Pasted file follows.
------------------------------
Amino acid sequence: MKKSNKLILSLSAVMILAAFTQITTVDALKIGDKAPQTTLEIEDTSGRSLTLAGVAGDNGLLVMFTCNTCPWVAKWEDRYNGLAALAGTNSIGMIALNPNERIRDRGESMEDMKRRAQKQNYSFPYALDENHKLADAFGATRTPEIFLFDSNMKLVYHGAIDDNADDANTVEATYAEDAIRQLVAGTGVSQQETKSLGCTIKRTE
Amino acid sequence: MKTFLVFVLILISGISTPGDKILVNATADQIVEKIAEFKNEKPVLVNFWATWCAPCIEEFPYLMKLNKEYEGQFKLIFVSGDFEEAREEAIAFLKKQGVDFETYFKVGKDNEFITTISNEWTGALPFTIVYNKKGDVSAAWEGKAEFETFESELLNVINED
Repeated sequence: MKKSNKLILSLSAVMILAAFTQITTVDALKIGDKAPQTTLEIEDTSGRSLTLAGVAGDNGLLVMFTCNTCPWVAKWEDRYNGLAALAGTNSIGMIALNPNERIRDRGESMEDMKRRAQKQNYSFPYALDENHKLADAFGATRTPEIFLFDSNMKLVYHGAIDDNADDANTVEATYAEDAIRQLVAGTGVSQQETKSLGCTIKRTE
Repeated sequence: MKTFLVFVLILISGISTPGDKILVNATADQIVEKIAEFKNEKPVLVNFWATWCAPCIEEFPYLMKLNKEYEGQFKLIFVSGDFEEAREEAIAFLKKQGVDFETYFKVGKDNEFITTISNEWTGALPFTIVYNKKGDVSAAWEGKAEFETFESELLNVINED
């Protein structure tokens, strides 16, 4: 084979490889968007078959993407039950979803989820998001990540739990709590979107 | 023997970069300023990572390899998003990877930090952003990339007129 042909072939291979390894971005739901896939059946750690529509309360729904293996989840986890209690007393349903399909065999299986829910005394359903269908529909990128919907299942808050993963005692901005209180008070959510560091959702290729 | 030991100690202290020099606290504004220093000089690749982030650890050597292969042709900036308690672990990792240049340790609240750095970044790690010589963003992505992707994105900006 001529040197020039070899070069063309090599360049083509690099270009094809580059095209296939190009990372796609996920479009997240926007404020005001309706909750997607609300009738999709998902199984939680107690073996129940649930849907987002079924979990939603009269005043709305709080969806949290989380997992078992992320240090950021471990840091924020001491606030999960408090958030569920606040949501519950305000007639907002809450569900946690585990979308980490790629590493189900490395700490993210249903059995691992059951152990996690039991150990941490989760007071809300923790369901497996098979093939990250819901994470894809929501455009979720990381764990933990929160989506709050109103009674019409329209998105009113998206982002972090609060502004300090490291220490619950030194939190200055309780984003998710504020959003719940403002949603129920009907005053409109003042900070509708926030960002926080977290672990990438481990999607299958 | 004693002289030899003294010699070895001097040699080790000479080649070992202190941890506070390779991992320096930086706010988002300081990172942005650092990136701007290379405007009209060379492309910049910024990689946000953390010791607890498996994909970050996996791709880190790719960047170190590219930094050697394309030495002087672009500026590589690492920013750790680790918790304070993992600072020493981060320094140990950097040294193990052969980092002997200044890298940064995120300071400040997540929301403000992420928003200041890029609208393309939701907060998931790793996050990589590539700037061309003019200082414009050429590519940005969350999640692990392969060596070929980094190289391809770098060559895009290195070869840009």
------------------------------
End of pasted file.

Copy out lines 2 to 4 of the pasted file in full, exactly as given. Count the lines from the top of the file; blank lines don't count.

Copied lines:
Amino acid sequence: MKTFLVFVLILISGISTPGDKILVNATADQIVEKIAEFKNEKPVLVNFWATWCAPCIEEFPYLMKLNKEYEGQFKLIFVSGDFEEAREEAIAFLKKQGVDFETYFKVGKDNEFITTISNEWTGALPFTIVYNKKGDVSAAWEGKAEFETFESELLNVINED
Repeated sequence: MKKSNKLILSLSAVMILAAFTQITTVDALKIGDKAPQTTLEIEDTSGRSLTLAGVAGDNGLLVMFTCNTCPWVAKWEDRYNGLAALAGTNSIGMIALNPNERIRDRGESMEDMKRRAQKQNYSFPYALDENHKLADAFGATRTPEIFLFDSNMKLVYHGAIDDNADDANTVEATYAEDAIRQLVAGTGVSQQETKSLGCTIKRTE
Repeated sequence: MKTFLVFVLILISGISTPGDKILVNATADQIVEKIAEFKNEKPVLVNFWATWCAPCIEEFPYLMKLNKEYEGQFKLIFVSGDFEEAREEAIAFLKKQGVDFETYFKVGKDNEFITTISNEWTGALPFTIVYNKKGDVSAAWEGKAEFETFESELLNVINED